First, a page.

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What Happens To Untreated Nephrotic Syndrome & When To Go To A Doctor?

Nephrotic syndrome is a condition related to the kidney. The kidney, when suffering from this condition is not able to perform the physiological function. If left untreated, various complications may occur. Various symptoms are experienced by the patient with nephrotic syndrome. In such a case, the patient should immediately take an appointment with a healthcare provider.

What Happens To Untreated Nephrotic Syndrome?

Nephrotic syndrome is a progressive disease and if left untreated may result in Chronic Kidney Disease and End-Stage Renal disease. Other complications related to the untreated and unmanaged nephrotic syndrome are:

Infections: Patients with nephrotic syndrome have more chances for infection. The chance of infection in nephrotic syndrome has decreased in advanced countries. It is a major problem for developing countries. Children that have nephrotic syndrome, streptococcus pneumonia is a most important organism in primary peritonitis.

Anemia: Anemia occurs because of the blood loss in urine. Anemia caused in the children with the renal syndrome usually called microcytic and hypo microcytic anemia.

Cardiovascular Complications: Hyperlipidemia increase the risk of cardiovascular disease in children with nephrotic syndrome and also increase the risk of atherosclerosis because of hyperlipidemia. Hyperlipidemia contributes to the risk of glomerular and renal disease.

Hypovolemic Condition: The risk factor of hypovolemic crisis is increased because of decreased level of albumin, high dose of diuretic, and vomiting. It affects the urinary sodium excretion or fractional excretion of sodium.

Acute Renal Failure: In some conditions, nephrotic syndrome progresses into acute renal failure. This is because of the leakage of fluid from the vessels to the surrounding tissues leading to reduced pressure in the kidney for filtration.

Thromboembolism: Nephrotic syndrome is a risk factor for arterial and venous thromboembolism. Thrombosis may cause because of the loss of proteins involved in the inhibition of systemic hemostatic mechanism. The arterial punctures should be avoided in children with nephrotic syndrome because that increases the risk of arterial thrombosis.

Edema: Edema is caused by a low level of protein, especially albumin and decrease in osmotic pressure. Edema stimulates sodium water retention in the kidney.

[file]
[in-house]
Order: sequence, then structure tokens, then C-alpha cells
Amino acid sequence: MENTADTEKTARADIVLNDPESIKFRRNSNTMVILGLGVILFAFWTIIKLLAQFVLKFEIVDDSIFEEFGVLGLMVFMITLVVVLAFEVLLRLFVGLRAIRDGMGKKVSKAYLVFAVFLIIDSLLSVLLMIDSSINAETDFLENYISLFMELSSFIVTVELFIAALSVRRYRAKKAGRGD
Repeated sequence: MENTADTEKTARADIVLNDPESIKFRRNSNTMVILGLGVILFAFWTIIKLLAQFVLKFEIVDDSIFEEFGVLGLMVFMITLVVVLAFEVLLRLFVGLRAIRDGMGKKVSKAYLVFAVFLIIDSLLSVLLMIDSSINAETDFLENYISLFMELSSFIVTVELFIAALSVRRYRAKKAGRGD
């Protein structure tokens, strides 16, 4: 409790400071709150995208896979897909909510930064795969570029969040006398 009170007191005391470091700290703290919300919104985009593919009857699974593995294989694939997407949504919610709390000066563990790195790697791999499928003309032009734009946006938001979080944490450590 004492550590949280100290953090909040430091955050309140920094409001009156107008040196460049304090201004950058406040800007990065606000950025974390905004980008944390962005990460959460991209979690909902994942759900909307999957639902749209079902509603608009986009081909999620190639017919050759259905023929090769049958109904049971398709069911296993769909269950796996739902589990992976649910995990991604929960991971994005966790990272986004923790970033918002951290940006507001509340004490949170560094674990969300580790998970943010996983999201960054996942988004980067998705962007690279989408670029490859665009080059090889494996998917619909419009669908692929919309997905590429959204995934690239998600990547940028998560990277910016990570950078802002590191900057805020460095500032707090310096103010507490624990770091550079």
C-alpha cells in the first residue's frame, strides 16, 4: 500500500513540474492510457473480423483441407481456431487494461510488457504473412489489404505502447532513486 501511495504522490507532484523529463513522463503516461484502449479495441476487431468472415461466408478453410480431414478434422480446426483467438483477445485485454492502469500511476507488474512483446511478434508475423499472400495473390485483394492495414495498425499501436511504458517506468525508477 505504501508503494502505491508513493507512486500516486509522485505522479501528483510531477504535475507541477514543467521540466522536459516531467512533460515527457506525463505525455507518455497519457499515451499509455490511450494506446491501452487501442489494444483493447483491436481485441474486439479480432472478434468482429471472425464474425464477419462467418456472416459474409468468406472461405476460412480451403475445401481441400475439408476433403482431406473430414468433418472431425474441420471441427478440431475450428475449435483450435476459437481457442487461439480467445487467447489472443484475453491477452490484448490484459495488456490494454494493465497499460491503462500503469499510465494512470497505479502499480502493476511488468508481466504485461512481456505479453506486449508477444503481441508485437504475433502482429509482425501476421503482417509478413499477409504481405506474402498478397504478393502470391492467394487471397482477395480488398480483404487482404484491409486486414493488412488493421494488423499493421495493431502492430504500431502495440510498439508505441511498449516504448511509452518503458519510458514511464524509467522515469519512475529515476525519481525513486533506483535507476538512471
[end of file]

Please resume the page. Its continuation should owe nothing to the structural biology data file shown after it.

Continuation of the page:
Change in level of hormones and minerals: As the hormonal binding proteins are lost in urine of the patients suffering from nephrotic syndrome, there is an alteration of the hormonal level. Further patient with the nephrotic syndrome also suffers from a reduced level of minerals and may have conditions such as hypocalcemia.(1)

When To Go To A Doctor For Nephrotic Syndrome?

Various symptoms occur in nephrotic syndrome such as:

Proteinuria: a Large amount of protein is present in the urine. In this condition, the kidney does not filter the waste fluid properly.(1)

Hypoalbuminemia: Hypoalbuminemia means low albumin level in blood and more often seen in elderly patients.

Edema: Edema occurs when too many fluids get accumulated in the body which may be caused due to heart failure, cirrhosis of the liver, venous insufficiency, and from kidney disease.

Hyperlipidemia: It is caused by two factors;

When protein synthesis is stimulated in the kidney and production of lipoproteins is increased.

When lipoprotein lipase level is low then the lipid catabolism is also decreased, and there is a breakdown of those enzymes that are involved in the lipoprotein formation.

The patient should take an appointment with the doctor if he experiences:

  • Frothy urine
  • Loss of appetite
  • Puffiness on the face or at any other organ
  • Fatigue
  • Swelling on legs, abdomen or arms.
  • Changes in the urine volume or frequency.

Your symptoms are not improving or worsening even after taking the prescribed medications.


If nephrotic syndrome is left untreated it may result in cardiovascular complications, increases risk of infection, edema, anemia, and chronic fatigue. The patient should visit the doctor if a change in urine frequency and volume, fatigue, loss of appetite, headache, and swelling is experienced.


Also Read:

Pramod Kerkar, M.D., FFARCSI, DA
Pramod Kerkar, M.D., FFARCSI, DA
Written, Edited or Reviewed By: Pramod Kerkar, M.D., FFARCSI, DA Pain Assist Inc. This article does not provide medical advice. See disclaimer
Last Modified On:July 3, 2019

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